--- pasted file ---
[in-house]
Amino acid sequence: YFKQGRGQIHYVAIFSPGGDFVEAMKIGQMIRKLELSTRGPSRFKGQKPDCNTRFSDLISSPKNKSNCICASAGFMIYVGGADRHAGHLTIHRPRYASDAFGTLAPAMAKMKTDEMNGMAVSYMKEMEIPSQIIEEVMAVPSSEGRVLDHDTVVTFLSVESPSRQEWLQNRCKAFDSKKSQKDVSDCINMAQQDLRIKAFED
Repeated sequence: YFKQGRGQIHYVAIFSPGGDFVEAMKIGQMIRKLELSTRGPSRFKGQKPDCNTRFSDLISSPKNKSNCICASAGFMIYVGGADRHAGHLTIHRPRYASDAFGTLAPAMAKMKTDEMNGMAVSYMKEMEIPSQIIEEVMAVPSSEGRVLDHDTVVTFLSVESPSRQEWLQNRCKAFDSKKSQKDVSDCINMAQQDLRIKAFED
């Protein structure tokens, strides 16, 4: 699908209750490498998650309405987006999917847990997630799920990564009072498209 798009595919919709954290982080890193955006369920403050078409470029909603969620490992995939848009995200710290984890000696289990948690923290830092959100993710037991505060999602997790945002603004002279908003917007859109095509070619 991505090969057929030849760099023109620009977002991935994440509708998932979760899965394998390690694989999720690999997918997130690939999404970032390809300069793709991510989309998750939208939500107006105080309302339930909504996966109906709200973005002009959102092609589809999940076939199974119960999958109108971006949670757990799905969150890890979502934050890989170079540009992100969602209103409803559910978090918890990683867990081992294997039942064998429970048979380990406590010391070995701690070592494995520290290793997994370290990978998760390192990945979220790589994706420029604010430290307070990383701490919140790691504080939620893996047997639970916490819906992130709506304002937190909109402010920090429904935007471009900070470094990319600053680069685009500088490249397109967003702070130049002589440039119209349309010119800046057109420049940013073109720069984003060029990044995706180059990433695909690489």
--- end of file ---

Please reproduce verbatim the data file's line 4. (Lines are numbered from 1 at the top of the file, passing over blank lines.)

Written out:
């Protein structure tokens, strides 16, 4: 699908209750490498998650309405987006999917847990997630799920990564009072498209 798009595919919709954290982080890193955006369920403050078409470029909603969620490992995939848009995200710290984890000696289990948690923290830092959100993710037991505060999602997790945002603004002279908003917007859109095509070619 991505090969057929030849760099023109620009977002991935994440509708998932979760899965394998390690694989999720690999997918997130690939999404970032390809300069793709991510989309998750939208939500107006105080309302339930909504996966109906709200973005002009959102092609589809999940076939199974119960999958109108971006949670757990799905969150890890979502934050890989170079540009992100969602209103409803559910978090918890990683867990081992294997039942064998429970048979380990406590010391070995701690070592494995520290290793997994370290990978998760390192990945979220790589994706420029604010430290307070990383701490919140790691504080939620893996047997639970916490819906992130709506304002937190909109402010920090429904935007471009900070470094990319600053680069685009500088490249397109967003702070130049002589440039119209349309010119800046057109420049940013073109720069984003060029990044995706180059990433695909690489």